Microsoft has today confirmed that the new Windows 11 operating system will be available as a free upgrade for existing, licensed Windows 10 users. That means if you have an activated version of Microsoft’s current OS de jour, and a PC that can handle it, you’re already in line to get your hands on the new version. Windows 11’s release date will be in time for the holidays.
Here’s the official line from Microsoft’s website:
“Windows 11 will be available through a free upgrade for eligible Windows 10 PCs and on new PCs beginning this holiday. To check if your current Windows 10 PC is eligible for the free upgrade to Windows 11, visit Windows.com to download the PC Health Check app. We’re also working with our retail partners to make sure Windows 10 PCs you buy today are ready for the upgrade to Windows 11. The free upgrade will begin to roll out to eligible Windows 10 PCs this holiday and continuing into 2022.”
We don’t know how long this grace period will last, so there’s no guarantee that you’ll be able to get a free upgrade indefinitely. But at least Microsoft has stated that it will be continuing through 2022.
To get around such concerns you could always upgrade on day one, but our advice would generally be to give any new OS a little time out in the wild before committing your full-time gaming PC to the vagaries of new software.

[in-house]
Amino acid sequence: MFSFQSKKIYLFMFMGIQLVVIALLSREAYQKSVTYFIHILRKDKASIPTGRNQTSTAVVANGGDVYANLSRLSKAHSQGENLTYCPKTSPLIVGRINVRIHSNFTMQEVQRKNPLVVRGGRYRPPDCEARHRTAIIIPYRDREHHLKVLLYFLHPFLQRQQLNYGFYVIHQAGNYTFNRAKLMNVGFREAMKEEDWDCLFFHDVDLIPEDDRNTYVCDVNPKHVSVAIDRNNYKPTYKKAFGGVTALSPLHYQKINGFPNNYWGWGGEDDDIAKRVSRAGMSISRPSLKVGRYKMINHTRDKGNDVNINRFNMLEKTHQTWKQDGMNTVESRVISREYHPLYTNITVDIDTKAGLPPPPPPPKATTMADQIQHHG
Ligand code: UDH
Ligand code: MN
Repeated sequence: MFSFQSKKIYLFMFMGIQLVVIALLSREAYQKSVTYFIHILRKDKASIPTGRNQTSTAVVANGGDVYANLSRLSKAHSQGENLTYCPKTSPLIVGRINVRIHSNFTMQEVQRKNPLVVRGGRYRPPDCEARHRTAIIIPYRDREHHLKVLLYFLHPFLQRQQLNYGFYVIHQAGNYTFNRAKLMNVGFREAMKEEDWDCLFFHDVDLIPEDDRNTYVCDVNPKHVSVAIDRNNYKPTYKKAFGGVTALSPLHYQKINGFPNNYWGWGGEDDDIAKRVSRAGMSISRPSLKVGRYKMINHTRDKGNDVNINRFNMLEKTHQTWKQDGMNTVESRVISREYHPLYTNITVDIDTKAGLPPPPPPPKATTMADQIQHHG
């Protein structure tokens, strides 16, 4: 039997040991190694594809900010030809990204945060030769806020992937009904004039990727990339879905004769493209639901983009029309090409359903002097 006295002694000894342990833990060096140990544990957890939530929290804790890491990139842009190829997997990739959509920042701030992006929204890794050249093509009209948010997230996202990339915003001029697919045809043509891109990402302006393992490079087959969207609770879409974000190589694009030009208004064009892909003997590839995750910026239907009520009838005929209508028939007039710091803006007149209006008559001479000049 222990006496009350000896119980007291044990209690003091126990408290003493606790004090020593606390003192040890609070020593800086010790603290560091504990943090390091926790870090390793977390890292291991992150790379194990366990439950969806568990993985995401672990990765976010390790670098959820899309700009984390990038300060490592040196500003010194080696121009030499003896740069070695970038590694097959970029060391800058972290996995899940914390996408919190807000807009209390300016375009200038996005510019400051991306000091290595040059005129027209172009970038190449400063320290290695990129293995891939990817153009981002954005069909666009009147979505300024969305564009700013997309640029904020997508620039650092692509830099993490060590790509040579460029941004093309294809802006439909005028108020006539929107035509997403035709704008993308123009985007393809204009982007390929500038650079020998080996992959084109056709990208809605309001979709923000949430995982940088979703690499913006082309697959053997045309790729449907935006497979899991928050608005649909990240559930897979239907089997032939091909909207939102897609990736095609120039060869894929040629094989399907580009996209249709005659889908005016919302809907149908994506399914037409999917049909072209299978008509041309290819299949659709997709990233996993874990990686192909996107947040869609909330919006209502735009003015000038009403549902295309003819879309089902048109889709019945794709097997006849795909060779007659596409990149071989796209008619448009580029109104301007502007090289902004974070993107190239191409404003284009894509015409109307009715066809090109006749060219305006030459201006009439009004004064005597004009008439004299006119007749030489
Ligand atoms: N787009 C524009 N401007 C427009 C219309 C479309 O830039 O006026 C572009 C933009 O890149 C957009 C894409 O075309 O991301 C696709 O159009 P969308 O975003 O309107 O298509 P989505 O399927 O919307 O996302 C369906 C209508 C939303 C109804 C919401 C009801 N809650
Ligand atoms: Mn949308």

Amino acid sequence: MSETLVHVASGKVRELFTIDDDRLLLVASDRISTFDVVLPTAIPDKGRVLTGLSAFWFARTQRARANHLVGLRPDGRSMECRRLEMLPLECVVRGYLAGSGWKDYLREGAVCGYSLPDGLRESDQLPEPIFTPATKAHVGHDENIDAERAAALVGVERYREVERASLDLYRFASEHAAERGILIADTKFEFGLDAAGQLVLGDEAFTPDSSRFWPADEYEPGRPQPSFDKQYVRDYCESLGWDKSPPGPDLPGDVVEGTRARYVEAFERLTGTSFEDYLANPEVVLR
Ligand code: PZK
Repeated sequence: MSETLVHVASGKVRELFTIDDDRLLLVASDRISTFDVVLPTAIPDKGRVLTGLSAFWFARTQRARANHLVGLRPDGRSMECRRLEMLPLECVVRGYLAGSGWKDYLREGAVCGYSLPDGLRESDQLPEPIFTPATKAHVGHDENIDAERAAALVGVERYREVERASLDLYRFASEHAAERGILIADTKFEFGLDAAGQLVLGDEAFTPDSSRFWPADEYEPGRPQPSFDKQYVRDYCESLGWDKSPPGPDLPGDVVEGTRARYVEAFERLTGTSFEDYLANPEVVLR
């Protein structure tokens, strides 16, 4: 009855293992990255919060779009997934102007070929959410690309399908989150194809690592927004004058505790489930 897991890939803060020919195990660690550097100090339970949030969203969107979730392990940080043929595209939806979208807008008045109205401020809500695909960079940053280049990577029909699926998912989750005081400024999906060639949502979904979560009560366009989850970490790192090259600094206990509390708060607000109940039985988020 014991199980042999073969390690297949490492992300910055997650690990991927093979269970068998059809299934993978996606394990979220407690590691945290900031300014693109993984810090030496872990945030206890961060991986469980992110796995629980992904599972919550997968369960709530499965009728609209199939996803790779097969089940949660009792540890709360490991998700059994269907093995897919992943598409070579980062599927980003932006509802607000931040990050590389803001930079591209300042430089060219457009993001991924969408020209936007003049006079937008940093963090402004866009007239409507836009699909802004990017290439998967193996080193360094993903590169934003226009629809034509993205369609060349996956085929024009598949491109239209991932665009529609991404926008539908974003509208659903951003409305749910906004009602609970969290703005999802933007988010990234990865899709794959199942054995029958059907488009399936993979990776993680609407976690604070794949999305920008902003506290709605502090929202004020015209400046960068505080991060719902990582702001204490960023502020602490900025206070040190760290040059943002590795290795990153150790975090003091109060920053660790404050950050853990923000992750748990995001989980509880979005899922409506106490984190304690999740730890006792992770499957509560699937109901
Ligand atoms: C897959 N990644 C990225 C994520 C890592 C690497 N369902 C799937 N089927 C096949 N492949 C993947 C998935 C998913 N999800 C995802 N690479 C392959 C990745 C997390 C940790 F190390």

Windows 10 has not been without its share of system- and even game-breaking bugs on even small update releases, so something as large as a whole new version of the OS has a few more points of potential failure. That said, we’re pretty confident that Windows 11 started out life as simply a larger update to Windows 10, and that close relation will hopefully help Microsoft avoid the worst excesses of buggy release software.
The downside of this is that, shiny new UI aside, Windows 11 looks an awful lot like the Sun Valley Windows 10 update we thought it would be. And that kinda takes some of the shine from the release of something purporting to be a whole new version of the Windows operating system.
Still, with Microsoft essentially giving it away to existing users, that will salve some of the pain.